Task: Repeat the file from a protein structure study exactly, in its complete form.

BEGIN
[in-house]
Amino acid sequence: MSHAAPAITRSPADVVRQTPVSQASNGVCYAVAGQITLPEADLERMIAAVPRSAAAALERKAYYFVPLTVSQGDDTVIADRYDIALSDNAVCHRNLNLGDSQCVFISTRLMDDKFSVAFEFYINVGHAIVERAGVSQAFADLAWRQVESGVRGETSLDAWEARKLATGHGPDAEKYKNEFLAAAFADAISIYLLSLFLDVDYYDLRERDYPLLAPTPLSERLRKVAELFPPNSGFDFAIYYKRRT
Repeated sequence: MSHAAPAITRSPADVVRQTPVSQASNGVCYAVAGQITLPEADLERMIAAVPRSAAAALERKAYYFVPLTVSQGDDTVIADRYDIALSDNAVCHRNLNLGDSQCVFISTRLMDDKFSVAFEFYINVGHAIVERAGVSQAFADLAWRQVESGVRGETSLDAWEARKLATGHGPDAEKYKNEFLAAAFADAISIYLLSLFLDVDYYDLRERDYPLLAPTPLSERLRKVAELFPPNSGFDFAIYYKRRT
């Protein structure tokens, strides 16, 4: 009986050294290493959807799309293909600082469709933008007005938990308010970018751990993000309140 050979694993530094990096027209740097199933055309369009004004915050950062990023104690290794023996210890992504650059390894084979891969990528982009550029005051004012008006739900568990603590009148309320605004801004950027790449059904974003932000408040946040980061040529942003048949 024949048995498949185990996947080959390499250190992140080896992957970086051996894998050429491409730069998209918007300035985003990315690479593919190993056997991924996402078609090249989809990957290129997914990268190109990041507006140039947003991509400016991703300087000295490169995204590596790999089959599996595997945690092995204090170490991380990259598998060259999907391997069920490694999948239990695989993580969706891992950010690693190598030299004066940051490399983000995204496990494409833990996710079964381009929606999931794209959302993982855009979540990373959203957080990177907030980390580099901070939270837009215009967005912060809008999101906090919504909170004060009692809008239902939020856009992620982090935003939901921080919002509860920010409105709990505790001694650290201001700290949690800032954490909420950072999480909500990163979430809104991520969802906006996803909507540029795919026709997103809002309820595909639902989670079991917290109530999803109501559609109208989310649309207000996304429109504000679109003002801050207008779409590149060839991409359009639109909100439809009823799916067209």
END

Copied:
[in-house]
Amino acid sequence: MSHAAPAITRSPADVVRQTPVSQASNGVCYAVAGQITLPEADLERMIAAVPRSAAAALERKAYYFVPLTVSQGDDTVIADRYDIALSDNAVCHRNLNLGDSQCVFISTRLMDDKFSVAFEFYINVGHAIVERAGVSQAFADLAWRQVESGVRGETSLDAWEARKLATGHGPDAEKYKNEFLAAAFADAISIYLLSLFLDVDYYDLRERDYPLLAPTPLSERLRKVAELFPPNSGFDFAIYYKRRT
Repeated sequence: MSHAAPAITRSPADVVRQTPVSQASNGVCYAVAGQITLPEADLERMIAAVPRSAAAALERKAYYFVPLTVSQGDDTVIADRYDIALSDNAVCHRNLNLGDSQCVFISTRLMDDKFSVAFEFYINVGHAIVERAGVSQAFADLAWRQVESGVRGETSLDAWEARKLATGHGPDAEKYKNEFLAAAFADAISIYLLSLFLDVDYYDLRERDYPLLAPTPLSERLRKVAELFPPNSGFDFAIYYKRRT
């Protein structure tokens, strides 16, 4: 009986050294290493959807799309293909600082469709933008007005938990308010970018751990993000309140 050979694993530094990096027209740097199933055309369009004004915050950062990023104690290794023996210890992504650059390894084979891969990528982009550029005051004012008006739900568990603590009148309320605004801004950027790449059904974003932000408040946040980061040529942003048949 024949048995498949185990996947080959390499250190992140080896992957970086051996894998050429491409730069998209918007300035985003990315690479593919190993056997991924996402078609090249989809990957290129997914990268190109990041507006140039947003991509400016991703300087000295490169995204590596790999089959599996595997945690092995204090170490991380990259598998060259999907391997069920490694999948239990695989993580969706891992950010690693190598030299004066940051490399983000995204496990494409833990996710079964381009929606999931794209959302993982855009979540990373959203957080990177907030980390580099901070939270837009215009967005912060809008999101906090919504909170004060009692809008239902939020856009992620982090935003939901921080919002509860920010409105709990505790001694650290201001700290949690800032954490909420950072999480909500990163979430809104991520969802906006996803909507540029795919026709997103809002309820595909639902989670079991917290109530999803109501559609109208989310649309207000996304429109504000679109003002801050207008779409590149060839991409359009639109909100439809009823799916067209």